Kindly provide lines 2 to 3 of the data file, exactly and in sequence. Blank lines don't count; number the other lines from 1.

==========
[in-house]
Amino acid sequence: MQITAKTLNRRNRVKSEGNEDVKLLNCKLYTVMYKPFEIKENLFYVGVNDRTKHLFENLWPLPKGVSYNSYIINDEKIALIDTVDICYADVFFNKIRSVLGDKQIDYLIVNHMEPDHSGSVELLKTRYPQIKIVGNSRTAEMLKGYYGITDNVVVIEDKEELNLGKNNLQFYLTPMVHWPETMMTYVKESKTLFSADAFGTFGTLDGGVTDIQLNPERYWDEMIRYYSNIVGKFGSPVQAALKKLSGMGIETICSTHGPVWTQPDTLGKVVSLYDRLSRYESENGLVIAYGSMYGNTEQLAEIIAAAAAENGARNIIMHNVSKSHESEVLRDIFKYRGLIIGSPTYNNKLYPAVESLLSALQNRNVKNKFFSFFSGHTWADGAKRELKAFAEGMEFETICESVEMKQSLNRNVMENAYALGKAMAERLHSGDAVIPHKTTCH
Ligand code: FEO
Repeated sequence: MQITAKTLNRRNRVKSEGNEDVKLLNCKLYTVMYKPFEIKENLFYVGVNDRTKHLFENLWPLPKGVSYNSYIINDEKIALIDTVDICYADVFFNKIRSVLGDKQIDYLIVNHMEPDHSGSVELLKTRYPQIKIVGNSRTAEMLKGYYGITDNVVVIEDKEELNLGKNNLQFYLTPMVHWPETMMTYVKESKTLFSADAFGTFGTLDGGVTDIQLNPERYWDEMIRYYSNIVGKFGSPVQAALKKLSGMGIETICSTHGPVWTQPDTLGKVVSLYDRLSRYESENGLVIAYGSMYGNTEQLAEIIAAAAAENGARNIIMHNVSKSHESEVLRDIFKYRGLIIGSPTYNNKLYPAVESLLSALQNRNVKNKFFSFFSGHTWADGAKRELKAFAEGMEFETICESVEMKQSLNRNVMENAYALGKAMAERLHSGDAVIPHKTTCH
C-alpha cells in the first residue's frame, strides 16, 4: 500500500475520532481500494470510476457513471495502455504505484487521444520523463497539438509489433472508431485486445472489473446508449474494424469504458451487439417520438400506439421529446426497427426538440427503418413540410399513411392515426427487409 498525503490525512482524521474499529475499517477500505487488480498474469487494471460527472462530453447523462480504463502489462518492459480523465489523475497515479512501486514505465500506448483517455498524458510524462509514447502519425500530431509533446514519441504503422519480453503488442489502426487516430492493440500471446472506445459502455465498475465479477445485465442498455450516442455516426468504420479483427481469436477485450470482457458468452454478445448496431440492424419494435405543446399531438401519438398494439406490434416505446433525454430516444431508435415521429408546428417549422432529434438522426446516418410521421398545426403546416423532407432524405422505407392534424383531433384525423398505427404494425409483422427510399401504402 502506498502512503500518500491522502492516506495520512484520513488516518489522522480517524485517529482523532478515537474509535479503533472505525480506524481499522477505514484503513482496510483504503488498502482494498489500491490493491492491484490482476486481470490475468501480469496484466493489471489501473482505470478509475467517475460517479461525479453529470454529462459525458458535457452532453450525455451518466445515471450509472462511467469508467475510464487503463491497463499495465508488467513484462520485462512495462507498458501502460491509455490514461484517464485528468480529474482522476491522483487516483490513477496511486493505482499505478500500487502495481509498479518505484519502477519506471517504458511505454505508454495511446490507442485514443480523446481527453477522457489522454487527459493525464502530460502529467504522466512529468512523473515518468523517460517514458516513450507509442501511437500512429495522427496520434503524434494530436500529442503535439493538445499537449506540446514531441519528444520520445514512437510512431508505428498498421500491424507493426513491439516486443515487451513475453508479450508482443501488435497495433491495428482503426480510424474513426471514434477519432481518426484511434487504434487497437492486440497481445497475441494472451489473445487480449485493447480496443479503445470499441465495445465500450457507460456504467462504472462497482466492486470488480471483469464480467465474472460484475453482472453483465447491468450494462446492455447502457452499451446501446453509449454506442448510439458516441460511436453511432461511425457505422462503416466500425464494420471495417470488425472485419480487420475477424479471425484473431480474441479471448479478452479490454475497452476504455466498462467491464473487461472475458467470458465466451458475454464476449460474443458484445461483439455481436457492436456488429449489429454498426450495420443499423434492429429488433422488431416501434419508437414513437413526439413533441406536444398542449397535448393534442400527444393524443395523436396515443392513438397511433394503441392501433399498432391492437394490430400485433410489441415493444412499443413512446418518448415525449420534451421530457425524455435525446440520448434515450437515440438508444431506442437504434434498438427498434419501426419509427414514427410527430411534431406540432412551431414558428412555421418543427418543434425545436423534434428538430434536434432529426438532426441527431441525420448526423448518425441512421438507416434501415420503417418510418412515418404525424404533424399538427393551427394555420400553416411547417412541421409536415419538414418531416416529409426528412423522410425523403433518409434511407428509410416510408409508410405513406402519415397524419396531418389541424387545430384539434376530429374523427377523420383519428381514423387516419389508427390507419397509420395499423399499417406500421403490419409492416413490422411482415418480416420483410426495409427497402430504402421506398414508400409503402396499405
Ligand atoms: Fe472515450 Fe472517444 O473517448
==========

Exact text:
Amino acid sequence: MQITAKTLNRRNRVKSEGNEDVKLLNCKLYTVMYKPFEIKENLFYVGVNDRTKHLFENLWPLPKGVSYNSYIINDEKIALIDTVDICYADVFFNKIRSVLGDKQIDYLIVNHMEPDHSGSVELLKTRYPQIKIVGNSRTAEMLKGYYGITDNVVVIEDKEELNLGKNNLQFYLTPMVHWPETMMTYVKESKTLFSADAFGTFGTLDGGVTDIQLNPERYWDEMIRYYSNIVGKFGSPVQAALKKLSGMGIETICSTHGPVWTQPDTLGKVVSLYDRLSRYESENGLVIAYGSMYGNTEQLAEIIAAAAAENGARNIIMHNVSKSHESEVLRDIFKYRGLIIGSPTYNNKLYPAVESLLSALQNRNVKNKFFSFFSGHTWADGAKRELKAFAEGMEFETICESVEMKQSLNRNVMENAYALGKAMAERLHSGDAVIPHKTTCH
Ligand code: FEO